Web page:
no changes found
searching for changes
searching for changes
remote: kiln: successfully pushed one changeset

Notice how issuing hg push from the parent repository automatically pushed the subrepo as well (though, in our case, there happened not to be any changes in the subrepo). Mercurial will automatically push all subrepositories when the parent repository is being pushed. This ensures new subrepository changes are available when referenced by top-level repositories.

Note: not all Mercurial commands will automatically recurse into subrepos. For instance, hg status does not recurse unless the -S option is specified, and hg pull will not act on subrepositories at all. Type hg help subrepos for more on this.

Now, if I look at the Vader website in Kiln I can see my new changeset. And if I switch to the file browser I can see a little visual cue next to awesomejs to indicate that there’s a subrepo present.

If I click on the awesomejs folder, I can see that I don’t have a copy of the awesomejs files within the vader repository; rather, I have a link to the Subrepo Demo -> Libraries -> awesomejs repository. What’s more, Kiln knows exactly which revision of awesomejs to show me based on the data in .hgsubstate.

If I were to peer inside the .hgsubstate file in the vader repo, I would see that it simply contains the changeset hash of the revision that it expects awesomejs to be locked on:

Applying some awesomeness

Now that I have my subrepo relationship established, I’ll actually make use of the plugin. I will edit index.html and, right above the closing tag, add references to jQuery and awesomejs, and call the plugin.

<script src="https://ajax.googleapis.com/ajax/libs/jquery/1.5.1/jquery.js"></script> <script src="awesomejs/awesome.js"></script>
    // make all the h1 and dt tags awesome.
    $(document).ready(function () {
        $('h1, dt').makeAwesome();

Much better:

Cthulhu’s turn

Cthulhu decided that, not only is he going to use awesomejs for his own resume, he’s going to contribue some changes to the plugin to make it better. He noticed that I hard-coded the color magenta right into awesome.js and thought it might be better if it were passed as a parameter to the plugin instead. This way, each engineer can use their own personalized color scheme.

To make this change, first Cthulhu clones his repo and repeats the same steps I did to create the subrepository (i.e., hg clone awesomejs, create .hgsub, hg add, hg commit). Then, within the subrepository folder, Cthulhu makes his changes to awesomejs. Lastly, Cthulhu updates index.html within the cthulhu repository to referenence and call the plugin. He likes cyan.

Now he’s ready to commit the changes in both repositories. Note, however, that when you call hg status from within the parent repo, you won’t see your changes to any subrepos. If you want to see what’s changed in a subrepo, you’ll need to use hg status -S instead. Here’s what hg status -S looks like at this point:

c:\code\cthulhu>hg status -S
M awesomejs\awesome.js
M index.html    

IMPORTANT POINT! When he commits, he must do so from within the parent repository, otherwise Mercurial will NOT update its .hgsubstate. As a result, when the next developer comes along and clones the Cthulhu website, they’d get the hard-coded magenta version of awesomejs with it, and that’s not what we want.

First he commits the change to awesomejs:

c:\code\cthulu>hg commit -m "make the color a parameter instead of hard-coding it to 'magenta'" awesomejs
committing subrepository awesomejs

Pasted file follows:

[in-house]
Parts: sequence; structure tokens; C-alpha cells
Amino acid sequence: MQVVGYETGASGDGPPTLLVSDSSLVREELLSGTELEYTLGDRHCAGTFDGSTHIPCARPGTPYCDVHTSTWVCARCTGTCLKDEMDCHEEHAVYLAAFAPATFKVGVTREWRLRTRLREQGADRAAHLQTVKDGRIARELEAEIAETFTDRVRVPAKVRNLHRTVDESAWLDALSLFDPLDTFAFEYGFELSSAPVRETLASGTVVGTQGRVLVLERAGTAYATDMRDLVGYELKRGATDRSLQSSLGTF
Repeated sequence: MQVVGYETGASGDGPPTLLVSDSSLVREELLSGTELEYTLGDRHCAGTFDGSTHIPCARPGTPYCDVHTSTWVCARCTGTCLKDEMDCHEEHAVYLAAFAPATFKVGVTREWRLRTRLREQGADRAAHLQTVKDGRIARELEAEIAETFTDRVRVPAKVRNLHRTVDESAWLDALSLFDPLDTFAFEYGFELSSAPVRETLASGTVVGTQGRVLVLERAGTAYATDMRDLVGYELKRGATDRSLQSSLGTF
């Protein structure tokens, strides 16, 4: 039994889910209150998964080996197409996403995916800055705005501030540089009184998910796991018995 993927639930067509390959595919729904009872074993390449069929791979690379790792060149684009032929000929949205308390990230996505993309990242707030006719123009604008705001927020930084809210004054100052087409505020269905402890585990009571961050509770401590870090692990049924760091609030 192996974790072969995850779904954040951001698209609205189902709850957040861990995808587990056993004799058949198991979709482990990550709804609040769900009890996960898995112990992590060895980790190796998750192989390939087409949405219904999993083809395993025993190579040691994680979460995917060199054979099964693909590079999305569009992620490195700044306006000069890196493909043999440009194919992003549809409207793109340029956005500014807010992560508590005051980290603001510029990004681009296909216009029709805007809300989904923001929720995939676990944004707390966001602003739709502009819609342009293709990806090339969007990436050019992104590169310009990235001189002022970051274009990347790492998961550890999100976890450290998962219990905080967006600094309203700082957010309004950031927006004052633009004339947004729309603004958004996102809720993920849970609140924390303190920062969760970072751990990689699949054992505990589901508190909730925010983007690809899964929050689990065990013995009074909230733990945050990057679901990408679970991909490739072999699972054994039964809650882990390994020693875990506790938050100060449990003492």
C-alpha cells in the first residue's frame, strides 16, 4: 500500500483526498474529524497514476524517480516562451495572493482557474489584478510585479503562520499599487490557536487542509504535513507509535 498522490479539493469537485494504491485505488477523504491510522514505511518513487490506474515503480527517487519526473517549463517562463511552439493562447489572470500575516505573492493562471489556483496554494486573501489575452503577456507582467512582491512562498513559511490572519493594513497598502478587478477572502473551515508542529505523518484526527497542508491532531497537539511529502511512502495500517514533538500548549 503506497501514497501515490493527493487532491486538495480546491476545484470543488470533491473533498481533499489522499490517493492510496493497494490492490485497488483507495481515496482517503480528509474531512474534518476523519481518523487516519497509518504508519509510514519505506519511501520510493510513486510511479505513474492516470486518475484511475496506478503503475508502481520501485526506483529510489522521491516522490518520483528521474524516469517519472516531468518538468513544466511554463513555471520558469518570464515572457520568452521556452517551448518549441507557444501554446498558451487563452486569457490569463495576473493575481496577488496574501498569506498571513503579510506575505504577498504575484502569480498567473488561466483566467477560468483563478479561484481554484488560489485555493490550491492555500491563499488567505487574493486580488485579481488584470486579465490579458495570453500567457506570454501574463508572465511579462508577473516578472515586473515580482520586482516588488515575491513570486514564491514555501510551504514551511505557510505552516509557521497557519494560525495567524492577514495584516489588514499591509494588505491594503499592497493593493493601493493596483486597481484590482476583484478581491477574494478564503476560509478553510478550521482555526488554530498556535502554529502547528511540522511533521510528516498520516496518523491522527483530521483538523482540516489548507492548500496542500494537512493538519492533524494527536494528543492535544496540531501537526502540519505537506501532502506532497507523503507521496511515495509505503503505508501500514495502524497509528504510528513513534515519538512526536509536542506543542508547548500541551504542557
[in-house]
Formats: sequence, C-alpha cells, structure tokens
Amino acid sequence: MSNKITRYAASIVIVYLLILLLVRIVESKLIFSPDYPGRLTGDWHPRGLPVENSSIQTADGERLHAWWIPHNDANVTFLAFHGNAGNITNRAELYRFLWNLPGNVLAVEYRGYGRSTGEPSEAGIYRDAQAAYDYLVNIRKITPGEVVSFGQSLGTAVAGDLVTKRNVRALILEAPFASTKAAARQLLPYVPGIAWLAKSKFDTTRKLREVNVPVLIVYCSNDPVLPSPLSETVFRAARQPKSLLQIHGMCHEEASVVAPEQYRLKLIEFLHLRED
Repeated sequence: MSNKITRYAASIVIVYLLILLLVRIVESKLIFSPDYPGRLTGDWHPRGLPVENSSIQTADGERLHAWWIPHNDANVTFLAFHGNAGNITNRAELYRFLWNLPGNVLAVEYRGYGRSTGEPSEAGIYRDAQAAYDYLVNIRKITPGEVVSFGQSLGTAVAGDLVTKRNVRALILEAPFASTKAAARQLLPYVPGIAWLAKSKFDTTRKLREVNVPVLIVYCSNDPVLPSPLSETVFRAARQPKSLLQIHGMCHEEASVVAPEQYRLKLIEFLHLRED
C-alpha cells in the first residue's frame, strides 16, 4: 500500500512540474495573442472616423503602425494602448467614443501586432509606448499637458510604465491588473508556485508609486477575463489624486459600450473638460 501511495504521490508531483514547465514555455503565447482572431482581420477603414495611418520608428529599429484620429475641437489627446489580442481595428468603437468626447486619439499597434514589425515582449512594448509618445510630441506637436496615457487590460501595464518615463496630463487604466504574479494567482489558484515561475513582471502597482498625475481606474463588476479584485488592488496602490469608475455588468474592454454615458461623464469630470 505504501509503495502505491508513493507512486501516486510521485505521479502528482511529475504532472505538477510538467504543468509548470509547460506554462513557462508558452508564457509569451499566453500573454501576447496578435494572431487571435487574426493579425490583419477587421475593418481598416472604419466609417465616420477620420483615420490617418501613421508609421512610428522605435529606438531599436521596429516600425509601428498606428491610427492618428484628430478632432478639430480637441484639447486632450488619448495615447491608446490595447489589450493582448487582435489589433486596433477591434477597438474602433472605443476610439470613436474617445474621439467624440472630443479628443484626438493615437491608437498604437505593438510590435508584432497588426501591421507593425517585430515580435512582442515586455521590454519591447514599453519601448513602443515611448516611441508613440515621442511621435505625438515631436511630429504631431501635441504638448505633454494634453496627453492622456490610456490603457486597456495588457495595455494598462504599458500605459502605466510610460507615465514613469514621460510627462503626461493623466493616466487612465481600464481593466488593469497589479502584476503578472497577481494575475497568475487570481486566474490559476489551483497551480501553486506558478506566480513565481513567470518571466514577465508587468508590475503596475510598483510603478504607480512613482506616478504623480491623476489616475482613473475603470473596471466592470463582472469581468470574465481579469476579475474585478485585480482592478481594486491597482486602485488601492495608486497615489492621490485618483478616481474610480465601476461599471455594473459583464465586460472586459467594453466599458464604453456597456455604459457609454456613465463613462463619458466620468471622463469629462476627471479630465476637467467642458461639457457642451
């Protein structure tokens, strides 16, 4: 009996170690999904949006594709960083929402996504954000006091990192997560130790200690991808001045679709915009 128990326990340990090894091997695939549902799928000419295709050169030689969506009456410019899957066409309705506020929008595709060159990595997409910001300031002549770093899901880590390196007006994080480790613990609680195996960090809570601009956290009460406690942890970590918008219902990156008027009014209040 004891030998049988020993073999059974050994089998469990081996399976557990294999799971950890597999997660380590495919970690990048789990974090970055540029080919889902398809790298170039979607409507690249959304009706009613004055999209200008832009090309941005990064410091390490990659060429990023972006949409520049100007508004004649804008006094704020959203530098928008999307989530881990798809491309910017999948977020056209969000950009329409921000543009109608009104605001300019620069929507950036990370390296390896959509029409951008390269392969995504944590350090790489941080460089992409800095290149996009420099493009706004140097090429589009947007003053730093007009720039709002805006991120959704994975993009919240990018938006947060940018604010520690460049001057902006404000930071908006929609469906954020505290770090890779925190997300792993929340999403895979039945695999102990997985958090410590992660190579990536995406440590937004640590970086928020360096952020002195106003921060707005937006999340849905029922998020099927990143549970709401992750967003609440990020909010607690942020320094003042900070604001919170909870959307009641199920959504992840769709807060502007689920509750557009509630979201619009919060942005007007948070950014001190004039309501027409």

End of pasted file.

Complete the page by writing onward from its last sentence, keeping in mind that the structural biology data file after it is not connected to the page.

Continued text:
Then the change to index.html in vader:

c:\code\cthulu>hg commit -m "make use of the awesomejs plugin.  I like cyan." index.html

And here’s the log:

c:\code\cthulhu>hg log
changeset:   3:90ccac8e4a0b
tag:         tip
user:        Rob Sobers
date:        Thu Mar 17 14:42:26 2011 -0400
summary:     make use of the awesomejs plugin.  I like cyan.

changeset:   2:71e8c78d1f59
user:        Rob Sobers
date:        Thu Mar 17 14:42:04 2011 -0400
summary:     make the color a parameter instead of hard-coding it to 'magenta'

changeset:   1:7f699cdf3208
user:        Rob Sobers
date:        Thu Mar 17 14:24:43 2011 -0400
summary:     adding awesomejs subrepository

changeset:   0:3517279c43fd
user:        Rob Sobers
date:        Tue Mar 15 23:45:15 2011 -0400
summary:     new resume site

Cthulhu can now push these changes up to Kiln (remember, push is recursive) and carry on…right?

Wait a minute! Cthulhu changed the signature to the makeAwesome function without regard for anyone else! What is that going to do to Vader’s site? Vader isn’t passing a color name, so his shadow color will be undefined, which I’m pretty sure isn’t a valid HTML color. Vader is expecting his drop shadows to be magenta.

No worries! The change Cthulhu made to the subrepo is available to Vader, but not automatically forced on him. Here’s what’s in Vader’s subrepo:

C:\code\vader\awesomejs>hg tip

changeset:   0:d5e13195590d
tag:         tip
user:        Rob Sobers
date:        Tue Mar 15 23:37:48 2011 -0400
summary:     creating new jQuery plugin

And here’s the incoming changeset, should he choose to pull it:

C:\code\vader\awesomejs>hg in

comparing with https://rob.kilnhg.com/Repo/Subrepo-Demo/Libraries/awesomejs
searching for changes
changeset:   1:e281bb75e574
tag:         tip
user:        Rob Sobers
date:        Thu Mar 17 14:42:04 2011 -0400
summary:     make the color a parameter instead of hard-coding it to 'magenta'

When Vader is ready, he can pull the above change, update, and commit the parent repo to record the new version in .hgsubstate.

And that’s the beauty of subrepositories — they give you the benefit of working on a single shared repository across multiple projects while letting you lock each project at a specific version.

All of the code from this tutorial is available for you to play with in a public Kiln repo: https://rob.kilnhg.com


Other resources: